Having gone through this process a two years ago:
Things that entered my mine were:
- Boat Type/Make - How Available
- Boat Age
- Boat Condition - Overall
- If not showroom (nothing is) - Cosmetic or Major "repairs"
- Is price "fair" for condition - compared to other similar boats
- What is my budget (with "fixes")
- Do I want want to accept a boat knowing it has "major" repairs knowing that I would have to fix or pay to have fixed.
I agree with a lot of the advice that others have suggested, but Kwaltersmi's is pretty much the cap note to all the advice. In the end you have to be comfortable with you offer/price. If you think it is worth a million dollars to you, then it is.
I bought a house 10 years ago and my neighbor came over a few weeks later and said that the Previous Owners offered them the house for about 30K less than what we spent. They thought it was too much, which was kind of a backhanded way saying they thought we were screwed. 6 months later a similar house across the street sold for $200K over what we paid, albeit in a bit more showroom condition than ours was when we bought it. My neighbor came over and said looks like we got a pretty good deal.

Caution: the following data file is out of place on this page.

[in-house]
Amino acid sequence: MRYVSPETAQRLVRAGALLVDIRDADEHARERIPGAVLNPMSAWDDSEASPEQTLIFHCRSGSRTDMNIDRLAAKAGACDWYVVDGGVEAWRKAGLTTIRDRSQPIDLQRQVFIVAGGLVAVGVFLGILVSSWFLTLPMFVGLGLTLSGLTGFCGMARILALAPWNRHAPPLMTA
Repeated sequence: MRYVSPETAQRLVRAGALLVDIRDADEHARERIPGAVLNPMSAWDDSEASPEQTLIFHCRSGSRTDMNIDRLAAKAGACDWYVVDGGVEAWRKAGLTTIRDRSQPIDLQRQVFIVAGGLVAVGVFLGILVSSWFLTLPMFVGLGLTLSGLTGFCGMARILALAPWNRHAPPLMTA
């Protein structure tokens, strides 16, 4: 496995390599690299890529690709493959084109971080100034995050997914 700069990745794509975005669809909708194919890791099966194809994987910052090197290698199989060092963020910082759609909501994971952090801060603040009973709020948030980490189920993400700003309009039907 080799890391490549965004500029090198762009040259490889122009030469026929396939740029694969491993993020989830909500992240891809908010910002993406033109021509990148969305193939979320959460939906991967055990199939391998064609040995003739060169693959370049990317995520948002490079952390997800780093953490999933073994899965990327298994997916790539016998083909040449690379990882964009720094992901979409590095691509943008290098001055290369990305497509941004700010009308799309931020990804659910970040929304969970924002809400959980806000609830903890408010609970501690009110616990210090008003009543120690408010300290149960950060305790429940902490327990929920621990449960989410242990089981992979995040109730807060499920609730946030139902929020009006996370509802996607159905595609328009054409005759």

When I bought my boat, Pearson 10M, I looked at a lot of similar boats. The 10M is a lesser known Pearson model compared to others, so for some reason it doesn't command a as much of a "premium" price. A Pearson 33-2, and Pearson 34, albeit 3 to 5 years younger, were asking 12 to 20K more that what I bought my boat for.
As far as were to start the negotiation, pick your absolute max price that you would pay for the the specific boat that you are looking at and offer 70 to 80%. So say the boat is offered at $20K. You think it worth, $18K because of the factors listed about. Your willing to pay $18K max, so offer $14.5K as a start, If the owner comes back as says $17K, then you have to determine to you want to keep negotiating or take it as that number is below your max. If the owner comes back at $19K, well that tells you something too. Maybe time to move on, put in a counter offer say at $17K, or reevaluate how much you want this boat.
Again, in the end, you have to be comfortable with your price.